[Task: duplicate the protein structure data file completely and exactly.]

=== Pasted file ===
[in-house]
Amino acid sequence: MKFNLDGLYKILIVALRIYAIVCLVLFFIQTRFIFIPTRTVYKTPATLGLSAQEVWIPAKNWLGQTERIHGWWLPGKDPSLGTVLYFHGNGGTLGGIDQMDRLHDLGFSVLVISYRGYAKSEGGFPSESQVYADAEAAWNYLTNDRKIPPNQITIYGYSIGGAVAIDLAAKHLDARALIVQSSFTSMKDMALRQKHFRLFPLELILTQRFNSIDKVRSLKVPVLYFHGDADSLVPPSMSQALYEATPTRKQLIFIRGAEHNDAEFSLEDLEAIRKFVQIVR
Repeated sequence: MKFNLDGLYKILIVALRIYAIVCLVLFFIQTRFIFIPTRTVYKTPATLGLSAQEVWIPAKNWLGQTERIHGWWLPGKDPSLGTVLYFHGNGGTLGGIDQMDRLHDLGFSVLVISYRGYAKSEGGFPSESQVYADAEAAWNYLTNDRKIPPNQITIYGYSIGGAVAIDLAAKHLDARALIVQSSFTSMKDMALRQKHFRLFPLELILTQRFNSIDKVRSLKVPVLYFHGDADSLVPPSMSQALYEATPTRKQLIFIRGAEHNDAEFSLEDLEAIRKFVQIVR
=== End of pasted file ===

[in-house]
Amino acid sequence: MKFNLDGLYKILIVALRIYAIVCLVLFFIQTRFIFIPTRTVYKTPATLGLSAQEVWIPAKNWLGQTERIHGWWLPGKDPSLGTVLYFHGNGGTLGGIDQMDRLHDLGFSVLVISYRGYAKSEGGFPSESQVYADAEAAWNYLTNDRKIPPNQITIYGYSIGGAVAIDLAAKHLDARALIVQSSFTSMKDMALRQKHFRLFPLELILTQRFNSIDKVRSLKVPVLYFHGDADSLVPPSMSQALYEATPTRKQLIFIRGAEHNDAEFSLEDLEAIRKFVQIVR
Repeated sequence: MKFNLDGLYKILIVALRIYAIVCLVLFFIQTRFIFIPTRTVYKTPATLGLSAQEVWIPAKNWLGQTERIHGWWLPGKDPSLGTVLYFHGNGGTLGGIDQMDRLHDLGFSVLVISYRGYAKSEGGFPSESQVYADAEAAWNYLTNDRKIPPNQITIYGYSIGGAVAIDLAAKHLDARALIVQSSFTSMKDMALRQKHFRLFPLELILTQRFNSIDKVRSLKVPVLYFHGDADSLVPPSMSQALYEATPTRKQLIFIRGAEHNDAEFSLEDLEAIRKFVQIVR